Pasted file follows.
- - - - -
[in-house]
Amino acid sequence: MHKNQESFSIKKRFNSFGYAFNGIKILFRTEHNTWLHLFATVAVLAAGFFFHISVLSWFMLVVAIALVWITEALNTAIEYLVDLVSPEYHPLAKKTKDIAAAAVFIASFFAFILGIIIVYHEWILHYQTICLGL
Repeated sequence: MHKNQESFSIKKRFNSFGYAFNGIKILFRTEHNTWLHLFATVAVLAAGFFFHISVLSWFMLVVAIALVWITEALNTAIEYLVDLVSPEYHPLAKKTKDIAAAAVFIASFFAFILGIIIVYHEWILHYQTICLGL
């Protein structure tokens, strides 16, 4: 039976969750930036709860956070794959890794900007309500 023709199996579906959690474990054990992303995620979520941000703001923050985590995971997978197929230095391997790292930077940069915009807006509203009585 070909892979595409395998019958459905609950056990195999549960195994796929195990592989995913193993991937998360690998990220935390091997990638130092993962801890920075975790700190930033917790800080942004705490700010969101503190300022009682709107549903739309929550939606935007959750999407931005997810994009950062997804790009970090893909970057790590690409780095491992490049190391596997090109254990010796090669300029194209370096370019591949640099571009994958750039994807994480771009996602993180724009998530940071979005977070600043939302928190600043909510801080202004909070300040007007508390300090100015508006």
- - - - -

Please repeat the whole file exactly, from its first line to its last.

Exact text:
[in-house]
Amino acid sequence: MHKNQESFSIKKRFNSFGYAFNGIKILFRTEHNTWLHLFATVAVLAAGFFFHISVLSWFMLVVAIALVWITEALNTAIEYLVDLVSPEYHPLAKKTKDIAAAAVFIASFFAFILGIIIVYHEWILHYQTICLGL
Repeated sequence: MHKNQESFSIKKRFNSFGYAFNGIKILFRTEHNTWLHLFATVAVLAAGFFFHISVLSWFMLVVAIALVWITEALNTAIEYLVDLVSPEYHPLAKKTKDIAAAAVFIASFFAFILGIIIVYHEWILHYQTICLGL
């Protein structure tokens, strides 16, 4: 039976969750930036709860956070794959890794900007309500 023709199996579906959690474990054990992303995620979520941000703001923050985590995971997978197929230095391997790292930077940069915009807006509203009585 070909892979595409395998019958459905609950056990195999549960195994796929195990592989995913193993991937998360690998990220935390091997990638130092993962801890920075975790700190930033917790800080942004705490700010969101503190300022009682709107549903739309929550939606935007959750999407931005997810994009950062997804790009970090893909970057790590690409780095491992490049190391596997090109254990010796090669300029194209370096370019591949640099571009994958750039994807994480771009996602993180724009998530940071979005977070600043939302928190600043909510801080202004909070300040007007508390300090100015508006």